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Heart's Cove Hotties Book 7: Dirty Little Midlife Dilemma

Heart's Cove Hotties Book 7: Dirty Little Midlife Dilemma

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A hot, hilarious fresh start! Nora’s forties begin with a bang…or rather, a crash.

What’s worse than bumping into a parked motorcycle and tipping it over?

Easy. It’s bumping into a motorcycle, tipping it over, and sending it crashing into an entire row of bikes like horrible, slow-motion dominos.

What’s even worse than 
that?

Doing it in front of the first bike’s owner.

Lee Blair looks like he wants to pop Nora’s head off her shoulders like a champagne cork.
Saying “oopsie daisy” doesn’t calm him down. Go figure.

When she gets the bill for her mistake, she nearly breaks down.
In order to pay it off, she’ll have to move back in with her mother and beg for her old job back.
It’s every forty-one-year-old woman’s dream…
not.

Until Lee offers her a solution.
He’ll take on the debt and let her pay it off over time…if she agrees to work for him.

What could possibly go wrong?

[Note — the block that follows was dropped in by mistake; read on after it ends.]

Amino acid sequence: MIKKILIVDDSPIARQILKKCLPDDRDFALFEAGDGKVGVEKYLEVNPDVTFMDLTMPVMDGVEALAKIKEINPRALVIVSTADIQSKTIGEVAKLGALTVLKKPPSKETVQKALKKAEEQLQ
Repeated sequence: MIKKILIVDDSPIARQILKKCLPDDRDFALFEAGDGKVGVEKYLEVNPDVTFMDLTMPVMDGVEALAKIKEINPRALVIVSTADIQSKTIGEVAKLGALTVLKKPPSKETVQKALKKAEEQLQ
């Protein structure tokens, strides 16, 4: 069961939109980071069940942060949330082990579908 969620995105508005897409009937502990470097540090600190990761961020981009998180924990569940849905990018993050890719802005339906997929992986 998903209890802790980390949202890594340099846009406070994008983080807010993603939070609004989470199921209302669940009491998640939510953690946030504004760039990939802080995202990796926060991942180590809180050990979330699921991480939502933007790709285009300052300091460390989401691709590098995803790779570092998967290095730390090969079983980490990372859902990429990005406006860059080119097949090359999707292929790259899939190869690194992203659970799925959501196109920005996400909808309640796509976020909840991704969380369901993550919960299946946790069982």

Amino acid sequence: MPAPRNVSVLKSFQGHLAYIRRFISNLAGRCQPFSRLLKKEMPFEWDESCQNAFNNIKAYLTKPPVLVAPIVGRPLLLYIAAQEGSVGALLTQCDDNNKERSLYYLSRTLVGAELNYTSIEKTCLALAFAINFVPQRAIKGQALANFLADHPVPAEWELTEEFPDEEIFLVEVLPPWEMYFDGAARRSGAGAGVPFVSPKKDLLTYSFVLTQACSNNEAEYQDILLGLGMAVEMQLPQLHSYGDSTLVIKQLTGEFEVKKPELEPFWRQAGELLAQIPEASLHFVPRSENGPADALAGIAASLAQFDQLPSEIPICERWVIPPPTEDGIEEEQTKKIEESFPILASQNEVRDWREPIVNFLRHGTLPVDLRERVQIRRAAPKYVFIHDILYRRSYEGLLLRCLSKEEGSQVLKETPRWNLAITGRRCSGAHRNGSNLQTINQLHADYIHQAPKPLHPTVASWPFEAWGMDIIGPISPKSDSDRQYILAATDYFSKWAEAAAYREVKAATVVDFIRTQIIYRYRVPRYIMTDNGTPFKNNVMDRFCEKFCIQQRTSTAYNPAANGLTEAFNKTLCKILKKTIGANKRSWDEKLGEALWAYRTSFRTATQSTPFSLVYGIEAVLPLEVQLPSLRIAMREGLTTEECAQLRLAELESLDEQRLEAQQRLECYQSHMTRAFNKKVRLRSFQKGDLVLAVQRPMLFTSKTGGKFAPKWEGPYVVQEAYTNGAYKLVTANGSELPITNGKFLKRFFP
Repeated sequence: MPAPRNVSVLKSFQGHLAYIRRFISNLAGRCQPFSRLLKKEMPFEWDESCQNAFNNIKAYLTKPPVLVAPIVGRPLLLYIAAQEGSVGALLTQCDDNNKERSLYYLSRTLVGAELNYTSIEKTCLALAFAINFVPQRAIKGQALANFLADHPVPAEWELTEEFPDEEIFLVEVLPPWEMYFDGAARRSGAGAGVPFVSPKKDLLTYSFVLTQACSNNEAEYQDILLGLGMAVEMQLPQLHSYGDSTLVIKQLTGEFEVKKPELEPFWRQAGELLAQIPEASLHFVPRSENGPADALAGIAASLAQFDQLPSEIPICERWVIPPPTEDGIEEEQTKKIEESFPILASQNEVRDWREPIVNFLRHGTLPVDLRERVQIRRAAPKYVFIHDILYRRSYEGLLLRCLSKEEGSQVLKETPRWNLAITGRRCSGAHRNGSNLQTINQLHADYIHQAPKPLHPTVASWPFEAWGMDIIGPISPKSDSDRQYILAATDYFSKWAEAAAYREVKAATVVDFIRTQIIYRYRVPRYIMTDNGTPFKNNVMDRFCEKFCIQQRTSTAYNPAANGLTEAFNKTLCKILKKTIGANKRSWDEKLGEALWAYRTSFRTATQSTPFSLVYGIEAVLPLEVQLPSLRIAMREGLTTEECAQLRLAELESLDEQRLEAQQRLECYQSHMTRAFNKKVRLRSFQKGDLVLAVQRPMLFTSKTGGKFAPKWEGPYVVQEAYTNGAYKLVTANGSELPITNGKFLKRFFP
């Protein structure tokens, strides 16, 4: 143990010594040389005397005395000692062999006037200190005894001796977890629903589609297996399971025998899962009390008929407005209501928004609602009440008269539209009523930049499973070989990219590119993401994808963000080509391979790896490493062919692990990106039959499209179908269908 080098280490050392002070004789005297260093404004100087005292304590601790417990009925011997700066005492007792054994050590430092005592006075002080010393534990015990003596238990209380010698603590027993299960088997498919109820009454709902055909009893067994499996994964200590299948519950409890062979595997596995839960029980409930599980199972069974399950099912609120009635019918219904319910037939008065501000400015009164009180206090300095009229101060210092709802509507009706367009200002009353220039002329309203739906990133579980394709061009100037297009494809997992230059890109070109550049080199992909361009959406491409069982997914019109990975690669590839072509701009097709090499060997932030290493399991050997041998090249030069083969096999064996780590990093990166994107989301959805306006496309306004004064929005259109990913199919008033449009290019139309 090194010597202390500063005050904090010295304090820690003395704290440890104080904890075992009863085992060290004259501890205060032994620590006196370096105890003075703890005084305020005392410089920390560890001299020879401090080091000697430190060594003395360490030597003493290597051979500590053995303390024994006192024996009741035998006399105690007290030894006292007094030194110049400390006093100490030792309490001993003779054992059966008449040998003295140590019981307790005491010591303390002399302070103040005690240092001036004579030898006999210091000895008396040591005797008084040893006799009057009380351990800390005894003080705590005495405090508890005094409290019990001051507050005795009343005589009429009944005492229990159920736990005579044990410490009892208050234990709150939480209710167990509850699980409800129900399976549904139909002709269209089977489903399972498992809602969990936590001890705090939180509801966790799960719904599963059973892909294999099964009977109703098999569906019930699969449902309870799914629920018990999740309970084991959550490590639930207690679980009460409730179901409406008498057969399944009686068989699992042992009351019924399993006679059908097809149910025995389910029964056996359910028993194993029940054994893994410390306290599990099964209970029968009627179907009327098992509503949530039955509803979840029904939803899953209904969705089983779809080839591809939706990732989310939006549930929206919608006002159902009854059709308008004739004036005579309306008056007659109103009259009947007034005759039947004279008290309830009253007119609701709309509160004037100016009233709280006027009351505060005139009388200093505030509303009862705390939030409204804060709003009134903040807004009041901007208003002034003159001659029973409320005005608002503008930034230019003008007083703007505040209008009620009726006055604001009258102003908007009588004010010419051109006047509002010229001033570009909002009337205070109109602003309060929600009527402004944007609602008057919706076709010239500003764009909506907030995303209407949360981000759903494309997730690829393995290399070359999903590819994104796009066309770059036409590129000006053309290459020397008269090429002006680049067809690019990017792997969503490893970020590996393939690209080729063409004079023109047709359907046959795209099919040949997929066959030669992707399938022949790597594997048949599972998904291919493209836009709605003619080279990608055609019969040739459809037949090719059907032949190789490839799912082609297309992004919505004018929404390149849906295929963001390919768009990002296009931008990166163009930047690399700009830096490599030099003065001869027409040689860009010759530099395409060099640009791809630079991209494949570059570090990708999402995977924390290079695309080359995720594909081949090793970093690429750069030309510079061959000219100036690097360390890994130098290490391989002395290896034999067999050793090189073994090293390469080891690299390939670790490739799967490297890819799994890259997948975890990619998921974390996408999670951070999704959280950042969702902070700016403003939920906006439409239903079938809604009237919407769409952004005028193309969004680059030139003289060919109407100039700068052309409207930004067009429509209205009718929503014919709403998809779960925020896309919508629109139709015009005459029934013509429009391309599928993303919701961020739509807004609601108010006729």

MAIN TROPES

  • 40+ year old characters
  • Small town
  • Workplace romance
  • Tit for tat
  • Motorcycle-riding hunk
  • Second chances
  • Comedy
  • Steamy/Spicy

Chapter 1 Look Inside

THE SITUATION IS salvageable. That’s the important thing to remember.

How exactly I’m going to salvage it, I’m not sure. But it will happen. Somehow. Maybe as soon as I get electrocuted and become the newest Marvel superhero, right here in the parking lot of The Cedar Grove Pub.

A line of toppled motorcycles stretches out before me, my hip burning from where it knocked the first one. The bikes fell over like a row of dominos, a horrifying mess of grinding metal and crashing machinery, all because I was startled and accidentally bumped into the first one. I look at the mass of chrome and rubber and steel, blinking, waiting for my superpower-inducing lightning bolt to hit.